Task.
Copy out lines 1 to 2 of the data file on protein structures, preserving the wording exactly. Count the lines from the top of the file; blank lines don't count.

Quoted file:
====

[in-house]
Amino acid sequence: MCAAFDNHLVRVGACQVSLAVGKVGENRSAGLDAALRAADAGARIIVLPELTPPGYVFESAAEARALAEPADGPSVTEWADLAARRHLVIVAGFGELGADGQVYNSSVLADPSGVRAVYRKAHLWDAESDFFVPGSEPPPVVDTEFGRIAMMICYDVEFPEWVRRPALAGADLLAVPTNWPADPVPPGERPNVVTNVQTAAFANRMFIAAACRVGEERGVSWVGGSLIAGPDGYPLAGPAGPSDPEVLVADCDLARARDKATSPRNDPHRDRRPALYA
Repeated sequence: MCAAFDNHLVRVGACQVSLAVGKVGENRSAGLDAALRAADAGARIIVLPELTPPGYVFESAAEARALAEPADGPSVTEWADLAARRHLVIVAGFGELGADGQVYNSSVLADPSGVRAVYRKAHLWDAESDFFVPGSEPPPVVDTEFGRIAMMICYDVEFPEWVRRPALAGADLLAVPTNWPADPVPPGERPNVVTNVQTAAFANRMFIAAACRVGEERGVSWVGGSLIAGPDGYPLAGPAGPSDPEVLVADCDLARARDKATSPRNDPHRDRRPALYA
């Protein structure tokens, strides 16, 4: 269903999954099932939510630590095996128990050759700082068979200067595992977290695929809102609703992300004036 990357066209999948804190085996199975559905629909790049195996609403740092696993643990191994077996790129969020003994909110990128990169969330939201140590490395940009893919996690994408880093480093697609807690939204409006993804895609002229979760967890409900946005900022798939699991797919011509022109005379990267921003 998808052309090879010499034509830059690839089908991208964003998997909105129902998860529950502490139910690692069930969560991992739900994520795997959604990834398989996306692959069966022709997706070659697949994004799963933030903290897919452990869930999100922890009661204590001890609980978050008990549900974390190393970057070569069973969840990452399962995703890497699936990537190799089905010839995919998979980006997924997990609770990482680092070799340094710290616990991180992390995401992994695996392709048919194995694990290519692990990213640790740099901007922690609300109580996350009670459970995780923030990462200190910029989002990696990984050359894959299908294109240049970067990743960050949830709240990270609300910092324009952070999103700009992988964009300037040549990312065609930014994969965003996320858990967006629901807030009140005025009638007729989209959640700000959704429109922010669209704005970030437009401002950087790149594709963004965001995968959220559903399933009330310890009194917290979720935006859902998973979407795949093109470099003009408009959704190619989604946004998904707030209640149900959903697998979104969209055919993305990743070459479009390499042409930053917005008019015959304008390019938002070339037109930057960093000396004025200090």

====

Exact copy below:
[in-house]
Amino acid sequence: MCAAFDNHLVRVGACQVSLAVGKVGENRSAGLDAALRAADAGARIIVLPELTPPGYVFESAAEARALAEPADGPSVTEWADLAARRHLVIVAGFGELGADGQVYNSSVLADPSGVRAVYRKAHLWDAESDFFVPGSEPPPVVDTEFGRIAMMICYDVEFPEWVRRPALAGADLLAVPTNWPADPVPPGERPNVVTNVQTAAFANRMFIAAACRVGEERGVSWVGGSLIAGPDGYPLAGPAGPSDPEVLVADCDLARARDKATSPRNDPHRDRRPALYA